The “official” justification is that these funds are “designated.” Ok, that means the same people who designated could submit the financial data for public and professional consideration for the possibility of redesignation.

      But, if you care, why not pick up the phone tomorrow morning and call the governor’s office yourself, see what you find out about this data, and get back to us?

      Do you accept my offer, jadan? His office phone number is (916) 445-2841.

      You could also try the state Treasurer’s office: (916) 653-2995

      Care enough to act and report your findings, jadan?

      • jadan

        Not a CA resident, Carl. No, I haven’t followed all your links. This is your issue, not mine. I’m listening and learning and time is limited. Jerry Brown is undoubtedly aware of these designated funds, but he can’t touch them, apparently. It ain’t a natural situation when a governor can’t get his paws on money. Walter Burien, and this CAFR thing is his baby, seems to think this is the sinister nature of cliquish government colluding with Wall Street. I don’t really buy that. The issue has to be framed a little better. Anyway, you’re making efforts and I appreciate them, but don’t browbeat me. I don’t like the holier-than-thou activist trip. Nobody does, actually.

        • Carl_Herman

          jadan, next time invest the time to at least listen to the interview of an article with a title beginning with the word, “interview” before you feel qualified to comment.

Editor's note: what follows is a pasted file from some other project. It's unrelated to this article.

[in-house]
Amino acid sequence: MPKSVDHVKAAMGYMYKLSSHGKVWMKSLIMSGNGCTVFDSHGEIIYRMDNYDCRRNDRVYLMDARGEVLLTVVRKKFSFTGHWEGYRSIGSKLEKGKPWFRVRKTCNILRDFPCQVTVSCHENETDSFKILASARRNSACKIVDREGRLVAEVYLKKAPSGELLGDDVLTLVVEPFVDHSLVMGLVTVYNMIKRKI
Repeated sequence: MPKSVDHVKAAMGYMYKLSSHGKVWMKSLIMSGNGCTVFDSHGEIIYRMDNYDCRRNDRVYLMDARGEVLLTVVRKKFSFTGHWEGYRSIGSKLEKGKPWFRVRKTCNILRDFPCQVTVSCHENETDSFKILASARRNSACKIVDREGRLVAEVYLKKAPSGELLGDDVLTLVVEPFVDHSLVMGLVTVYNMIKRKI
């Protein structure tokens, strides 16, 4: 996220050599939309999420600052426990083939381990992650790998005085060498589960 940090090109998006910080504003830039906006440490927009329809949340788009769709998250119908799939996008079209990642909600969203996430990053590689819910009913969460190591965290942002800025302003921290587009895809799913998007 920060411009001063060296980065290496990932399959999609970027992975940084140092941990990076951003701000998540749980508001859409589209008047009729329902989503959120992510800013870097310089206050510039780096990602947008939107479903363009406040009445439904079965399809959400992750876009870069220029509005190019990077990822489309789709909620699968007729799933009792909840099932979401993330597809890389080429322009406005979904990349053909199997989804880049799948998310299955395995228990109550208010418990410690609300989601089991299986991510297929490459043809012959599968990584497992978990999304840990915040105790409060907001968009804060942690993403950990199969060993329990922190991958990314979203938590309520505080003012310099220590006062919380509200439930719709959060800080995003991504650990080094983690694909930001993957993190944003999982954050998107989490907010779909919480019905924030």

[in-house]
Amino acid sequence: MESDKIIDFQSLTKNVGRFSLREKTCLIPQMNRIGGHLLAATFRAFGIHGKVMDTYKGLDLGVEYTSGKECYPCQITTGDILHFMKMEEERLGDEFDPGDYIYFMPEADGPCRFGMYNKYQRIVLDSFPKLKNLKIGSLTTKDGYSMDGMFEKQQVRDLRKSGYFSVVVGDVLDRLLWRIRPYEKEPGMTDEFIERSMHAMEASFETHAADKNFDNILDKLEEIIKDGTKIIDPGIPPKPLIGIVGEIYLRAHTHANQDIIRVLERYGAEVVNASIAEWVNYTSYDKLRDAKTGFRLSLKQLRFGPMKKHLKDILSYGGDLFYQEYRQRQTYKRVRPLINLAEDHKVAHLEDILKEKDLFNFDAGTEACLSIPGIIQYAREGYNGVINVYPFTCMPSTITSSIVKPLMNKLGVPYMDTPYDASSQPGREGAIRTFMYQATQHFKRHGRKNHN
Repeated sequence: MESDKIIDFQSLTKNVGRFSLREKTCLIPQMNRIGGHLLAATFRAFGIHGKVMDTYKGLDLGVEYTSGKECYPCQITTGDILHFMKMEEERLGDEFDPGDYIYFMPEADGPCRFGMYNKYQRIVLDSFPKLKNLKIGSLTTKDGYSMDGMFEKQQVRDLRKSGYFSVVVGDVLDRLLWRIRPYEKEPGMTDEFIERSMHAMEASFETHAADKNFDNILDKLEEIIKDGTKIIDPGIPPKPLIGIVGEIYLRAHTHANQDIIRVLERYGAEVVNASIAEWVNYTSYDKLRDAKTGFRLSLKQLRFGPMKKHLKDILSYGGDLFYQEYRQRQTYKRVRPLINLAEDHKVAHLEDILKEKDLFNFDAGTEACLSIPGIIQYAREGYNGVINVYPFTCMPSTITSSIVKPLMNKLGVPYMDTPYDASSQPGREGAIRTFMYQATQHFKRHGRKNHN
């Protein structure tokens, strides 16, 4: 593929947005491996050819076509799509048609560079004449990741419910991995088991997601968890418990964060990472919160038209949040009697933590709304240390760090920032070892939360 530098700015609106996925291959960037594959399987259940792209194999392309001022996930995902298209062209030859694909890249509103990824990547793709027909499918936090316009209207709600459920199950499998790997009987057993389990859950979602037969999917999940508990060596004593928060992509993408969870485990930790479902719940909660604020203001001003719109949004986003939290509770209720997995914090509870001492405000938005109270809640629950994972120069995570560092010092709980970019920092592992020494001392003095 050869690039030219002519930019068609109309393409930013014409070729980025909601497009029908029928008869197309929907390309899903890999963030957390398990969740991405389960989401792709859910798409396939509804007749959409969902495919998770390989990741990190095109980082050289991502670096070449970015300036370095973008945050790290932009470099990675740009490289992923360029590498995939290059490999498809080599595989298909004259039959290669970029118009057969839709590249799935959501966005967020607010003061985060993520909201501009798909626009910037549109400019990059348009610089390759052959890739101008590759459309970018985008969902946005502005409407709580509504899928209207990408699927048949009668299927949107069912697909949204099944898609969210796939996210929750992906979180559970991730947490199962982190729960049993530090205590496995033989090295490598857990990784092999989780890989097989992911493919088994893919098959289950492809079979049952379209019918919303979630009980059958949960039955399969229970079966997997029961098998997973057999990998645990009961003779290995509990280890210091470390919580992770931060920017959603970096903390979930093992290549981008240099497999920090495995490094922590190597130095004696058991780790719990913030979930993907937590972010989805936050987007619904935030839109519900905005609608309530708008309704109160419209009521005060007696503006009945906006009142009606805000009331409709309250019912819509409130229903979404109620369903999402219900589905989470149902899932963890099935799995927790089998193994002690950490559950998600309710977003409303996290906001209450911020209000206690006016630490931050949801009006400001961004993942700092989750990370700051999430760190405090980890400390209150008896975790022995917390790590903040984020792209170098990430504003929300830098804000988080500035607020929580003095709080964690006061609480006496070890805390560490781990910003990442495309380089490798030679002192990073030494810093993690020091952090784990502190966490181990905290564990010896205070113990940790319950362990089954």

This trillions-of-our-dollars issue is one person’s “baby”? Ok, so you’re surrendering our and your money if that’s what you really want.

          And you continue to opine about what you buy and don’t buy? I appreciate your appreciation, AND will defend this issue for accurate understanding.

          • jadan

            I’ve read everything you’ve written on the topic in the past, Carl. That’s my qualification. And I
            repeat, you’re not getting through. You’re not making your case in an
            effective way. Walter Burien comes across as a conspiracy theorist, preaching to a choir.
            You come across as a zealot with messianic tendencies. You need to
            reframe the issue if you want to reach the people out there who are by and large ignorant of the way their government works and how it came to be the way it is.

          • Carl_Herman

            Ok, jadan, you:

            1. claim you’ve read everything without showing any evidence by discussing any of the data; just claim I as a messenger pointing to data am “not getting through.”

            2. character-attack Walter Burien and me as messengers while thrice praising the character of the criminal governor overseeing this fraud.

            So, I’ll counter to invite people to listen to the interview themselves and come to their own conclusions. Good luck.

  • Pronto

    Isn’t the guy who owns the Examiner a really rich Oil man who hates Government when it proves to be inconvenient? I see three obvious solutions to dangerously rich land and oil owners in this country, gut their subsidies, redistribute their income, go after ‘em with RICO or anti-trust. Why do we need to listen to a .01 tell us what’s wrong with gov’mint?

    • Carl_Herman

      You look at data in this case, “pronto;” not listen to anyone.

  • not you

    excellent, thank you